Efficiency expert sees outsourcing as solution to school district’s woes

The Clark County School District could feed $162 million more into classrooms over the next five years if it pulls money from departments not operating as “efficiently” as possible, namely custodial services and transportation.

That was the message from efficiency expert Greg Gibson, president of Gibson Consulting Group from Austin, Texas, whom the district hired three months ago to find ways to maximize student achievement at the lowest possible cost.

“We’re here to basically figure out if you’re spending your money in the right place,” Gibson said Wednesday at a School Board meeting, adding the district isn’t spending enough on students and pays support staff too much.

About $107 million of Gibson’s recommended $162 million in cuts would land on the transportation and custodial departments, but the changes can’t just be implemented. Many of them must be negotiated with the Education Support Employees Association, which represents district support staff.

“We know these will not be easy conversations,” said Superintendent Dwight Jones, adding he supports the report’s recommendations and will work toward an implementation plan “as soon as possible” for the 2012-13 school year. Next year’s budgeting process starts in a couple of months.

The shifting of funds could turn into a tug of war between the district and the union, which already are at odds over the union’s contract for the next two school years. The two sides are nowhere near an agreement after four meetings, said John Carr, support staff union president and chief negotiator.

Gibson’s report recommends outsourcing 1,522 custodial positions instead of using in-house workers, as is currently done, saying the district would save $5.6 million in hourly salaries and $4.8 million annually for benefits. The numbers came from 18 months of discussions between the district and a company that provides custodial services for public institutions.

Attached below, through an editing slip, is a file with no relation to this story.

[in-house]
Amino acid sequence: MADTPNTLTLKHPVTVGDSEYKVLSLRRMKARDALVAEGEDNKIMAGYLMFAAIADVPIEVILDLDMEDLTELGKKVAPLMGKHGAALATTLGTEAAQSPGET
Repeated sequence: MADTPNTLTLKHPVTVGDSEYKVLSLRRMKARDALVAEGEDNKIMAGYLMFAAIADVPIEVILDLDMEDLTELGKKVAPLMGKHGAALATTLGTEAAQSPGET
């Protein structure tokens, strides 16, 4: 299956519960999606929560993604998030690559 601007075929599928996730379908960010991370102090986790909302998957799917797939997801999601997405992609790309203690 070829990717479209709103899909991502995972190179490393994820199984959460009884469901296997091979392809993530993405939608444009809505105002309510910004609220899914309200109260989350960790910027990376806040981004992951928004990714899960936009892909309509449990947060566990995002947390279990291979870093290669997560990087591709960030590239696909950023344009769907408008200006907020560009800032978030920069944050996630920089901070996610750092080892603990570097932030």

The district pays $2.34 per square foot annually for custodial services, almost 50 percent more than the industry benchmark, Gibson said. The district pays custodians more than usual because it needed workers for the new schools opened each year during the unprecedented growth of the past 25 years, he said. About 200,000 students have been added since 1986.

“No other school system in this country has seen this kind of growth,” he said. “It was an employee’s market.”

But the growth has flattened, and it’s now an “employer’s market.” Either lower pay needs to be negotiated into support staff’s contract, or outsourcing must ensue, Gibson said.

Bus drivers also were given financial perks during Clark County’s growth. But those benefits need to be dialed down, Gibson said, referring mainly to drivers being guaranteed six hours of pay a day, though many work only four hours. If drivers don’t agree to changing this and reducing supervisory staff, the district should consider outsourcing, a $36 million savings over five years, Gibson said.

Outsourcing may be the easy answer, but it’s not the right one, Carr said in an interview. District employees go through background checks. If jobs are outsourced, the same level of scrutiny for prospective employees wouldn’t be maintained, he said. And these workers have “direct contact with students on a daily basis,” he said.

The board and superintendent asserted Wednesday that the district needs to focus on education, its primary purpose. On that front, the district is behind, and its plethora of programs are uncoordinated, Gibson said. That’s where money needs to go, making sure the district is receiving its “return on investment.”

Which educational programs are working?

A “crippling” lack of tracking is in place to answer that question across the district, Gibson said.

Overall, programs aren’t working. District students are underperforming in nearly every aspect when compared with three similar districts: Houston Independent School District in Texas; Broward County Public Schools in Florida; and Miami-Dade County Public Schools in Florida.

And the district can’t blame its high proportion of poor students, who are more likely to score low, Jones said. The three similar districts outperformed Clark County despite having enrollments in which an average of 60 percent of students are poor, noticeably higher than Clark County’s 44 percent.

No more excuses, said Jones, who also wants to improve the district’s student-to-teacher ratio.

The district has 31 percent fewer teachers relative to the number of students than the national average. It has 20 percent fewer teachers when compared with the three similar school districts.

That’s why the School Board hired Jones, School Board President Carolyn Edwards said. It wants change.

“This study moves us in the right direction,” she said.

Next will come implementation, Jones said.

Contact reporter Trevon Milliard at tmilliard@review journal.com or 702-383-0279.

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